Senate CR would cancel federal raise
A proposed raise for the federal workforce, already modest, would disappear under a Senate bill that also would fund the government for the rest of the fiscal year. (Stock image)
The Senate has released legislation that would avert a March 27 shutdown and fund the government through September. Unfortunately for federal employees, the bill also keeps wages frozen for the rest of 2013.
The Consolidated and Further Continuing Appropriations Act of 2013 mirrors pay-freeze language in the House-passed continuing resolution, and would cancel President Barack Obama’s suggested 0.5 percent raise for the federal workforce.
In the newly released Senate bill, Section 1112 rescinds the provision permitting a civilian pay adjustment for federal employees, continuing the current pay freeze until Dec. 31, 2013.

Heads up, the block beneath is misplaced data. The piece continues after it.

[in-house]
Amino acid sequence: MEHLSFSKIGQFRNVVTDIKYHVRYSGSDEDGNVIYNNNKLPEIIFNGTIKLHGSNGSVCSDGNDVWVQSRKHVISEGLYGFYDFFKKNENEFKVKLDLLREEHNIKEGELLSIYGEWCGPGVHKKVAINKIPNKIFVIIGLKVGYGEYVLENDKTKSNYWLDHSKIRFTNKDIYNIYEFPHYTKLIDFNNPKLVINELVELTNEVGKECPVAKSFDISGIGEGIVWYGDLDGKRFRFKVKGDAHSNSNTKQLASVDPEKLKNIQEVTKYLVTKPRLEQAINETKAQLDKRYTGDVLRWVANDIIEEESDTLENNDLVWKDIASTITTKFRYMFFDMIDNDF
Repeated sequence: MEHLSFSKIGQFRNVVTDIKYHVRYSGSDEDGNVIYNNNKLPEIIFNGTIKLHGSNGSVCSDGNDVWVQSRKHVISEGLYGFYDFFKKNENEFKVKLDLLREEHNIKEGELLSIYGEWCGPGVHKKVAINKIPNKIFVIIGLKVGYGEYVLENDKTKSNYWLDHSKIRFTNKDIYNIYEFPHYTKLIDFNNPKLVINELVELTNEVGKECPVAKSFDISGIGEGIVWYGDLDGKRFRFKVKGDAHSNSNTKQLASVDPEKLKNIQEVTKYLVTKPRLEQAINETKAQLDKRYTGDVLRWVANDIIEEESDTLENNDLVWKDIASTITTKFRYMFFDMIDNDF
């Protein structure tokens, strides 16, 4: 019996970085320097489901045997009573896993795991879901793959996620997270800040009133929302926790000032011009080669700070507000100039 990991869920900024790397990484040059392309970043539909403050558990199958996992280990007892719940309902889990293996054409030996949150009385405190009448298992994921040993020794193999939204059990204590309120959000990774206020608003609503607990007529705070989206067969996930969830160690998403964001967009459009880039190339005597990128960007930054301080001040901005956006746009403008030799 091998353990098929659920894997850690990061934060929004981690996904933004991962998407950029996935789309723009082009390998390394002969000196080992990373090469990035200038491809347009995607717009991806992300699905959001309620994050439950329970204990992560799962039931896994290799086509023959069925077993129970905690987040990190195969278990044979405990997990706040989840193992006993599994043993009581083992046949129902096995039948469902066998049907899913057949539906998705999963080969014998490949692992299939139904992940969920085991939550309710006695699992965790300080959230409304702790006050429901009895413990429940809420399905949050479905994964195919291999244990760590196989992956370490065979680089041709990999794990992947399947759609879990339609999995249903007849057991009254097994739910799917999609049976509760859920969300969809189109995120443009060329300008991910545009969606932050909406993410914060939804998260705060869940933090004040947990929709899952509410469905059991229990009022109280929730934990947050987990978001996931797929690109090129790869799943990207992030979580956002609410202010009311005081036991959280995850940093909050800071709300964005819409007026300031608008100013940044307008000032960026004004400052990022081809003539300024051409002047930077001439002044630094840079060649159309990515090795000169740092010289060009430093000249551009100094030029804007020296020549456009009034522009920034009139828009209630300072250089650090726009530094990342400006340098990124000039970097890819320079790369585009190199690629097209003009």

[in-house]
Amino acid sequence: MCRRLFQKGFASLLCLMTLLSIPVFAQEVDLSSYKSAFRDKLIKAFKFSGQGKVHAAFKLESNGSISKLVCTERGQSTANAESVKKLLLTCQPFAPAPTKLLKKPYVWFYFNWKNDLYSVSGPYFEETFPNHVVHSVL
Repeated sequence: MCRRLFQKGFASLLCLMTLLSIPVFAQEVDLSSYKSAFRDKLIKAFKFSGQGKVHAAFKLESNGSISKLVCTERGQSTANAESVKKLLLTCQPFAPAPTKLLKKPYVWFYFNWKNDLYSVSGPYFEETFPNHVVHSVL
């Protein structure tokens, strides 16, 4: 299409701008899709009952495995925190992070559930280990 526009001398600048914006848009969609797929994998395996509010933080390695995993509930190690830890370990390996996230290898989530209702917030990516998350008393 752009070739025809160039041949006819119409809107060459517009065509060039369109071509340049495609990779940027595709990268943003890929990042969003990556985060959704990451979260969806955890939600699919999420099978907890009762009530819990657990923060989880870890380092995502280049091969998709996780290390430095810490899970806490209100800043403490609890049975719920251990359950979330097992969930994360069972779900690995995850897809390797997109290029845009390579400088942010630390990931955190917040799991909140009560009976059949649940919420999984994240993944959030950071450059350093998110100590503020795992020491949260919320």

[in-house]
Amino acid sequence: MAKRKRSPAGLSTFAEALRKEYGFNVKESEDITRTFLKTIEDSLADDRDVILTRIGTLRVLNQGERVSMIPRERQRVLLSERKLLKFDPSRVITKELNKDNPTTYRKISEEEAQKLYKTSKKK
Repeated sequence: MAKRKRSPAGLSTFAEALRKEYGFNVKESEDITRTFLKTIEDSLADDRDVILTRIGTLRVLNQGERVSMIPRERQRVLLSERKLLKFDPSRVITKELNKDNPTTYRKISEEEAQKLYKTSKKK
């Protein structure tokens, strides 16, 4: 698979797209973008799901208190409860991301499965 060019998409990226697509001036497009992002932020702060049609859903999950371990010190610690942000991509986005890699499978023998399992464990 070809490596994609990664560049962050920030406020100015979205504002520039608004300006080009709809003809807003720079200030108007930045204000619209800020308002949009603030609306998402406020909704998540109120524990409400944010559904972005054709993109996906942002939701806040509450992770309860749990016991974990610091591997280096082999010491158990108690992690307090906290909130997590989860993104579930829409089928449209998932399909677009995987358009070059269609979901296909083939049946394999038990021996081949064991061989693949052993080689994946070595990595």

Sen. Barbara Mikulski (D-Md.), chairwoman of the Senate Appropriations Committee, said the bipartisan agreement avoids a shutdown, adheres to the Budget Control Act, enhances the House CR for many critical priorities, "and lets us wrap up fiscal year 2013 so we can get to next year’s budget and find a balanced solution to sequester."
Not unexpectedly, federal labor union leaders were critical of the news that wages would remain frozen. J. David Cox Sr., national president of the American Federation of Government Employees, said some Republican senators balked at the idea of even a modest bump, even though "the wealthiest contractors" got a 10 percent raise.
"Federal employees now will have suffered three years of no pay raises, at the same time hundreds of thousands of them are facing multiple days of furloughs because of sequestration," Cox said. "It’s hard to imagine the federal government becoming a less attractive employer than it is today after this decision."
Camille Tuutti is a former FCW staff writer who covered federal oversight and the workforce.